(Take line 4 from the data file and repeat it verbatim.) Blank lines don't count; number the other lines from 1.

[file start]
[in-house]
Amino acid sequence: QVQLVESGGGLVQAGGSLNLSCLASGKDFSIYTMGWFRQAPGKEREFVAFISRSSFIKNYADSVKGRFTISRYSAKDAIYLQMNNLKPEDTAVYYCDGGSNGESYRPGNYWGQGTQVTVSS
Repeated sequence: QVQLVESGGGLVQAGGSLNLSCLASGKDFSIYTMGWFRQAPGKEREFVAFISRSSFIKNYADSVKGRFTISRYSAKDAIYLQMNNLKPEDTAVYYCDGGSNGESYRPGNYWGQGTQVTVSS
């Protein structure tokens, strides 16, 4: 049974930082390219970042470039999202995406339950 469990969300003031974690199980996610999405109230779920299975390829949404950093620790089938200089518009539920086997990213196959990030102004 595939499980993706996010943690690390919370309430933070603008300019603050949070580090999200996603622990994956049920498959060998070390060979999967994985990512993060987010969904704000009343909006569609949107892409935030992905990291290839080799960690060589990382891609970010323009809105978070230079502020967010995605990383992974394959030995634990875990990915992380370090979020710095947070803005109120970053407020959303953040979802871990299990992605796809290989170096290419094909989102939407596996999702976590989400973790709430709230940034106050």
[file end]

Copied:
């Protein structure tokens, strides 16, 4: 049974930082390219970042470039999202995406339950 469990969300003031974690199980996610999405109230779920299975390829949404950093620790089938200089518009539920086997990213196959990030102004 595939499980993706996010943690690390919370309430933070603008300019603050949070580090999200996603622990994956049920498959060998070390060979999967994985990512993060987010969904704000009343909006569609949107892409935030992905990291290839080799960690060589990382891609970010323009809105978070230079502020967010995605990383992974394959030995634990875990990915992380370090979020710095947070803005109120970053407020959303953040979802871990299990992605796809290989170096290419094909989102939407596996999702976590989400973790709430709230940034106050």